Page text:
Blitz Season, Radio 4<br/>Jamie Cullum, Radio 2

As bombed-out London ran for cover, Billy filled his boots
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The Independent Culture

Ah, the Blitz spirit. In Britain's darkest hour we all pulled together, stuck two fingers up to Jerry and just got on with it. Up to a point. When war was declared, as the crime reporter Duncan Campbell discovered in the rollicking Bandits of the Blitz, part of Radio 4's terrific Blitz Season, prisoners with less than three months to serve were let out. And when the bombing kicked in, what with the black-outs and buildings conveniently opening up, a crime wave was inevitable. One gang took £20,000 in three months using getaway ambulances.

Presiding over the larcenous free-for-all was London's Mr Big, Billy Hill, who organised the wartime crime network with a facility that suggests he could have been a huge asset to the war effort. Billy enforced his reign with enthusiasm. "My closest friend? A well-sharpened knife with a five-inch blade," he wrote in his autobiography. "It never left me. It remained there resting in my breast pocket ready to chiv the first man to take a liberty." But though his work at home prevented him from doing his bit on the battlefield, he was nothing if not patriotic: his calling card was carving "V" for victory on the faces of recalcitrant rivals. But, he stressed, he went about his work with sensitivity. "I was careful to draw my knife down on the face, never upwards, always down, so that if the knife slips you don't cut an artery." Bless.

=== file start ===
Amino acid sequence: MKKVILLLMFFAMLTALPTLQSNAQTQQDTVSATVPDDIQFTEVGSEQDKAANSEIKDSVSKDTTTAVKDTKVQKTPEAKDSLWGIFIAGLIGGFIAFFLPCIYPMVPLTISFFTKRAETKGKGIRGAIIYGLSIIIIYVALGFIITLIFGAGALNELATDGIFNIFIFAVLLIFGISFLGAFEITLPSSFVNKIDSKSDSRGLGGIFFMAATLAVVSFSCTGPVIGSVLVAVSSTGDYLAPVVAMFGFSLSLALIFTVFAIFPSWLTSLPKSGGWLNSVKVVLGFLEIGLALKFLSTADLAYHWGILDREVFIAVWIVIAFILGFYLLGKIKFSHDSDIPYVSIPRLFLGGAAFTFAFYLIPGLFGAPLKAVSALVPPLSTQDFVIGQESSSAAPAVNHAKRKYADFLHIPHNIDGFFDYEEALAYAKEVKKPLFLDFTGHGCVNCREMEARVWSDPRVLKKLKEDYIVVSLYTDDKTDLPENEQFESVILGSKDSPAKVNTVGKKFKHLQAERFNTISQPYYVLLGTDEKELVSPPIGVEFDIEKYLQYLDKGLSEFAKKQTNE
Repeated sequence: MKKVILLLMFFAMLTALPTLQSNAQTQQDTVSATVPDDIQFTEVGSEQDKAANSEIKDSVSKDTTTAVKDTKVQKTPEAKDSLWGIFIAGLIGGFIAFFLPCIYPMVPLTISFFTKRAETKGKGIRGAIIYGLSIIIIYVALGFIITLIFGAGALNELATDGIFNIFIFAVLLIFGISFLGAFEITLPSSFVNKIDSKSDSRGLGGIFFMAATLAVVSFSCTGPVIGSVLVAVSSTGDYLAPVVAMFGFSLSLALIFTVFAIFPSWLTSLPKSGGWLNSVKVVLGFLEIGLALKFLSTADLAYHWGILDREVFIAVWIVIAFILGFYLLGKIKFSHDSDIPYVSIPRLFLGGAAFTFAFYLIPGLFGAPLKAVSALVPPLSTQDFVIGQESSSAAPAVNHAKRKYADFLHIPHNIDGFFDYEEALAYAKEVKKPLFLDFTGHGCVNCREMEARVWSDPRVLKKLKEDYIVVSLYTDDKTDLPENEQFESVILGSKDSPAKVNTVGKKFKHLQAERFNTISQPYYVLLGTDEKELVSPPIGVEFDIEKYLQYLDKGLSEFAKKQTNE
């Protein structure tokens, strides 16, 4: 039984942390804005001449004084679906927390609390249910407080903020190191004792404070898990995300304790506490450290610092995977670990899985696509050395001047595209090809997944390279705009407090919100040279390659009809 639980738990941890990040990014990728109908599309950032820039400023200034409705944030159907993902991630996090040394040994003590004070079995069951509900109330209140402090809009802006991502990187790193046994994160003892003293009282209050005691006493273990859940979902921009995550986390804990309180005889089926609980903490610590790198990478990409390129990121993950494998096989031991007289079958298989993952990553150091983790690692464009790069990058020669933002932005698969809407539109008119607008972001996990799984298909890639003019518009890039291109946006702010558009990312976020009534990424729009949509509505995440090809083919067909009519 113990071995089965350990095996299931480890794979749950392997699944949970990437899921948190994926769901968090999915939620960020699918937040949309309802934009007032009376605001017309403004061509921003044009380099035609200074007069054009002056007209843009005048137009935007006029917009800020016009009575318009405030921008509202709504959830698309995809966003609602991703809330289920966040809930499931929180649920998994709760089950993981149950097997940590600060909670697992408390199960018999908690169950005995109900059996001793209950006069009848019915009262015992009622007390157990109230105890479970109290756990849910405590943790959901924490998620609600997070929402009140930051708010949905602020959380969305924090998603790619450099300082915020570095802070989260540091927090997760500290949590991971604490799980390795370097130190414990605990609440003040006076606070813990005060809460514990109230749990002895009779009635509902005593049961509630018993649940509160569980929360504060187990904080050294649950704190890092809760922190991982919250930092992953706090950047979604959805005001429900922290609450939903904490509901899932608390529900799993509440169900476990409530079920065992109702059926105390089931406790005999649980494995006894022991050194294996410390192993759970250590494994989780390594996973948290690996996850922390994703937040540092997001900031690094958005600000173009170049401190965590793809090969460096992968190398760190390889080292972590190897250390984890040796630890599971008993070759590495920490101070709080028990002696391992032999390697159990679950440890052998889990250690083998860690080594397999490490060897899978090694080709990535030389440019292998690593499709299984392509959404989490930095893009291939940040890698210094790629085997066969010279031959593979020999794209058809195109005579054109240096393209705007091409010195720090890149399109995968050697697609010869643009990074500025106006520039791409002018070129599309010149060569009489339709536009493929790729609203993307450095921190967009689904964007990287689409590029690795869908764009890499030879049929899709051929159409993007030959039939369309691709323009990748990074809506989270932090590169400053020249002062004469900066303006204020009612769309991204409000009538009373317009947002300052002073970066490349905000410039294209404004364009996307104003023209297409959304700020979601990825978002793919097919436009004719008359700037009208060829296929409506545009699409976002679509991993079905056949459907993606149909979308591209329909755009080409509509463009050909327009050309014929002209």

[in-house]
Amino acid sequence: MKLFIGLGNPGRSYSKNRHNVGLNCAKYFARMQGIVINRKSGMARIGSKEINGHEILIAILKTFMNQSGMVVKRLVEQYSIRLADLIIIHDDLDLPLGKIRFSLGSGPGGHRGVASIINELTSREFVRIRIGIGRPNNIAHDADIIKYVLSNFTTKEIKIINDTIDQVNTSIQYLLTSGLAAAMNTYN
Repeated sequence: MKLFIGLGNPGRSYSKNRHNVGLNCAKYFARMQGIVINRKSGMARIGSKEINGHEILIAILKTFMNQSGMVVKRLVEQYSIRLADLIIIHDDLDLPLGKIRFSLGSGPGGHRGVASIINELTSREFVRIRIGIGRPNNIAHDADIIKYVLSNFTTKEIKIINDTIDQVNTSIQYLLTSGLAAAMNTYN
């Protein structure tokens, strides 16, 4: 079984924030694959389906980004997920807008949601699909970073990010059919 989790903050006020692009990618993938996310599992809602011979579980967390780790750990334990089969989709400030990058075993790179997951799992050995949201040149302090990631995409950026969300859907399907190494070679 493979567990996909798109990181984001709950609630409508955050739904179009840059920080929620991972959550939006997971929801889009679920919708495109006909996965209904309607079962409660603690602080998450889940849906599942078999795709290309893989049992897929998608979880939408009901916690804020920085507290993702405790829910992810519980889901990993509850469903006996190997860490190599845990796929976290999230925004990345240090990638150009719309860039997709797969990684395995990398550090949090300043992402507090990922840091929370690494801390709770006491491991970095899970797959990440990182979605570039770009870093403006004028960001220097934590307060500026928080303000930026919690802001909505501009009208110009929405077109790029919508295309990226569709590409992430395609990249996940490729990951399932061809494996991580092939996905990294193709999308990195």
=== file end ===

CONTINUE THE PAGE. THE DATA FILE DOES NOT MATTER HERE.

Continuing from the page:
His son, Justin, also had fond memories of his stepmother Gypsy Hill, Billy's partner both in life and crime, as did the legendary cat burglar Peter Scott: "She was beautiful, she was well dressed and she was dangerous. She was bright – she didn't miss a move." Indeed. When Gypsy was driving one of the getaway vans after the famous 1952 Eastcastle Street Post Office raid – the Great Train Robbery of the Fifties – the van stalled. She enlisted a couple of passing constables to give her a push then went on her way. Makes you proud to be British.

Among the other programmes was a daily slot devoted to some of the cities that suffered most. Monday's was from Liverpool, where John Sissons inspected a diary written by Arthur Johnson, a reporter who would write up the latest news for much-censored public consumption, and in the evening would set down what really happened. Apart from sensitive stuff such as locations and casualty numbers, the papers were pretty accurate. Frank O'Neill remembered walking through the shattered city, the smell of burnt timber in his nostrils. Because Liverpool was rarely named in reports there was a sense that its role was underplayed: "Liverpool suffered one right bashing."

There was no bashing in evidence during Jamie Cullum's meeting with Clint Eastwood. It was a laidback chat about jazz between friends interspersed with some classic tracks. Eastwood had some great memories. Miles Davis was, he said, a fan of Rawhide, the TV series that launched Eastwood, and visited him on set. "I signed some stuff for his kid," Eastwood said. Then Davis had an idea. "Why don't you hang around, and we get some bitches tonight?" Those were the days.